A new poll commissioned by a D.C.-based, pro-business advocacy group finds a tighter D.C. mayoral race than seen in previously published polling, with Democrat Muriel E. Bowser leading independent David A. Catania by eight percentage points among likely voters.

An NBC4/Washington Post/Marist poll conducted last month found a 17-point spread between those two candidates, with independent Carol Schwartz further behind. The poll done this week for Economic Growth D.C. found Catania with a similar level of support among likely voters — 27 percent versus 26 percent in the Post poll — but found lower levels of support for Bowser. The new poll puts Bowser’s support at 35 percent versus 43 percent in the Post poll; Schwartz is at 11 percent versus 16 percent previously.

“What this says to me is the race is closer than a lot of people think it is,” said Dave Oberting, Economic Growth D.C.’s executive director. “It makes the next five weeks pretty interesting.”

The live-caller Economic Growth D.C. CapitalDecision2014 poll reached 1,023 frequent D.C. voters, plus a random sample of new registrants, between Sept. 28 and Sept. 30. The results carry a margin of error of three percentage points. The survey did reach cellphone users, though a smaller proportion than that of cellphone-only households overall in the District, which could lead to undersampling of some groups.

Oberting said his group paid for the poll in its entirety and is not supporting any particular mayoral candidate: “We have not donated,” he said. “We have not intervened in any way, and we do not have plans to at this moment.”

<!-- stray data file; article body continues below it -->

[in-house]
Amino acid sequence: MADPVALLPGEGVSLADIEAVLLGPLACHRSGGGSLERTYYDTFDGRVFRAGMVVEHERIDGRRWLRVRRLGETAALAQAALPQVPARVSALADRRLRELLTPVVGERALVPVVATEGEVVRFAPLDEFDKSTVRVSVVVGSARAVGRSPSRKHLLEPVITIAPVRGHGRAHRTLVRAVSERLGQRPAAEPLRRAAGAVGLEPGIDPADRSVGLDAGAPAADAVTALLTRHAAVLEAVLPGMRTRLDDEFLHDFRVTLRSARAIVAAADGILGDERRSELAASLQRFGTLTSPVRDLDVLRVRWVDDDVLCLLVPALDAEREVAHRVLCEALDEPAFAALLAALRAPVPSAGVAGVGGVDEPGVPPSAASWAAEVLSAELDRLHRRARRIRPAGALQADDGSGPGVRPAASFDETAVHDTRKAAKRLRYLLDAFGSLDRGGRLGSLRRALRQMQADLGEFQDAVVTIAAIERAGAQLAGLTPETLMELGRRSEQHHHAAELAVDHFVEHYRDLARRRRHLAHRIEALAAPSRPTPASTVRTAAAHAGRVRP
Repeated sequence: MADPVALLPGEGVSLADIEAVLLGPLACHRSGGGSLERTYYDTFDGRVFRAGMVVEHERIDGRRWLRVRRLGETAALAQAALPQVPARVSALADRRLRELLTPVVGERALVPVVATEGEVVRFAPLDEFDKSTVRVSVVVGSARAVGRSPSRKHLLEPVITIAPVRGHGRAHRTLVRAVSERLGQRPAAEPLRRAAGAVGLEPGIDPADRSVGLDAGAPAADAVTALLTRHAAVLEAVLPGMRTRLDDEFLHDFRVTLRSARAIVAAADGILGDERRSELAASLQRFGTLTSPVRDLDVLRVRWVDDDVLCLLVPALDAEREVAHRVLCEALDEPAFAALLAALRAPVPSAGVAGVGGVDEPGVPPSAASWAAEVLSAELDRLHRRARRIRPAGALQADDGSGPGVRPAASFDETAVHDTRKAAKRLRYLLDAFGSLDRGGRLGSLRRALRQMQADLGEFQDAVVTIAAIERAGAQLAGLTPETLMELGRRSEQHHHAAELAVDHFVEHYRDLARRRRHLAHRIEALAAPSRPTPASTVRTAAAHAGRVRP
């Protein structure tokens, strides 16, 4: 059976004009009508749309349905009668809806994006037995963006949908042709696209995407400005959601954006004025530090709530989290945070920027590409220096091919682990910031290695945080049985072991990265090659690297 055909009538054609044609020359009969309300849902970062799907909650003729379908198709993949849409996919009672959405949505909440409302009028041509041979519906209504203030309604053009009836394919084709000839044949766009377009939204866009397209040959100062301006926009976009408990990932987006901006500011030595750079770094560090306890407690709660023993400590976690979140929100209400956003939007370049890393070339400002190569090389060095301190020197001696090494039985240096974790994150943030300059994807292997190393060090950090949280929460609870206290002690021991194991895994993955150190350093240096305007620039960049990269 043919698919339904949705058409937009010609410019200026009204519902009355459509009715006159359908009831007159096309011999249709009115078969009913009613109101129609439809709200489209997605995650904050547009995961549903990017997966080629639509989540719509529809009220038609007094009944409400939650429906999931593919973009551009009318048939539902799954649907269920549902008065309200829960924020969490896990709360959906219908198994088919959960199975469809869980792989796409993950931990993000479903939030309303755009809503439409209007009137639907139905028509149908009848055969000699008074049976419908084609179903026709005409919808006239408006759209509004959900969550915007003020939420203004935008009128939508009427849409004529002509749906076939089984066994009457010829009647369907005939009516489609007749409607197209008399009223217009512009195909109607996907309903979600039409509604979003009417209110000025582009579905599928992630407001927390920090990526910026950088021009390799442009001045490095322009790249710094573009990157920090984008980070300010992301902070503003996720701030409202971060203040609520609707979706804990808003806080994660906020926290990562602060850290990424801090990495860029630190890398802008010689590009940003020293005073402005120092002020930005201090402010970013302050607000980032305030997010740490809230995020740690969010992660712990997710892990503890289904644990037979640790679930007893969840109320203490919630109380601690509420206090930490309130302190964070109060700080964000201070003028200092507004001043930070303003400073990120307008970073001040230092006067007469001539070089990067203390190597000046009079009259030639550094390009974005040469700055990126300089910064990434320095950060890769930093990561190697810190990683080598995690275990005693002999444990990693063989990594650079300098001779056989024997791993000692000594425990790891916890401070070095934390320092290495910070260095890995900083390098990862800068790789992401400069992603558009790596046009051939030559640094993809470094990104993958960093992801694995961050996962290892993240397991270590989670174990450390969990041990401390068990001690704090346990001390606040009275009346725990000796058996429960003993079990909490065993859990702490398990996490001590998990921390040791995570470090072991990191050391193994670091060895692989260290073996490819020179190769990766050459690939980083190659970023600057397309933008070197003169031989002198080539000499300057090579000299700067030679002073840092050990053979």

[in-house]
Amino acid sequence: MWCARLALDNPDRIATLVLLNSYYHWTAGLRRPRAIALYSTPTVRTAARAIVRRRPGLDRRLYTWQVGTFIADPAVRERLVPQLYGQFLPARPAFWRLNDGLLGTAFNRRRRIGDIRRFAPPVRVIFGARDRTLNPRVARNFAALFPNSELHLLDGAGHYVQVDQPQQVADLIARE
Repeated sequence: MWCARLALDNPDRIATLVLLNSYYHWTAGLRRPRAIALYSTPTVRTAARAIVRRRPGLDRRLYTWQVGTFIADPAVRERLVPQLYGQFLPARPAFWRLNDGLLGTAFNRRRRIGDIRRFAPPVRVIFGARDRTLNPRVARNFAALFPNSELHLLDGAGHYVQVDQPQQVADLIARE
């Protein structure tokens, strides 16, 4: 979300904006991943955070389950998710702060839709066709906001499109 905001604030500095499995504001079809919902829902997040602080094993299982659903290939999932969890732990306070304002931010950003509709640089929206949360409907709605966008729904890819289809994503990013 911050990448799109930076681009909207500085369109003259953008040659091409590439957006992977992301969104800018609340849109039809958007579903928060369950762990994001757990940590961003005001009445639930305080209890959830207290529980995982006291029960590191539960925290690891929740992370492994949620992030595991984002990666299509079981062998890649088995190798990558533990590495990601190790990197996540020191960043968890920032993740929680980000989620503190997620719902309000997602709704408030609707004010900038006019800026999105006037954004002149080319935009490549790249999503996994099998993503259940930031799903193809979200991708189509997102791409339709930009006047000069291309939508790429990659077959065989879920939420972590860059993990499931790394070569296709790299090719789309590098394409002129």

The new poll differs from the NBC4/Washington Post/Marist poll in selecting respondents from a voter list rather than by dialing random numbers. The composition of the two polls’ samples is markedly different in some ways, including by race: In the Post poll, African Americans narrowly outnumbered whites, 48 to 43 percent. In the new survey, 53 percent of likely voters are white, while 42 percent are black and 5 percent Hispanic or Latino.

The smaller share of African Americans may have hurt Bowser in that poll, given she led by 55 to 11 percent among blacks in the Post survey, and Catania led by 41 to 30 percent among whites.

In other notable findings, the Economic Growth D.C. CapitalDecision2014 poll tested a hypothetical head-to-head matchup between Bowser and Catania, and found that Bowser’s lead would widen slightly — Bowser 43 percent, Catania 33 percent — were Schwartz not in the race, further evidence that Schwartz isn’t playing spoiler for either candidate.

Asked their impressions of each candidate, Bowser and Catania fared similarly — both has name recognition over 80 percent with favorable impressions outstripping unfavorable impressions by a roughly two-to-one margin.

Scott Clement contributed to this post.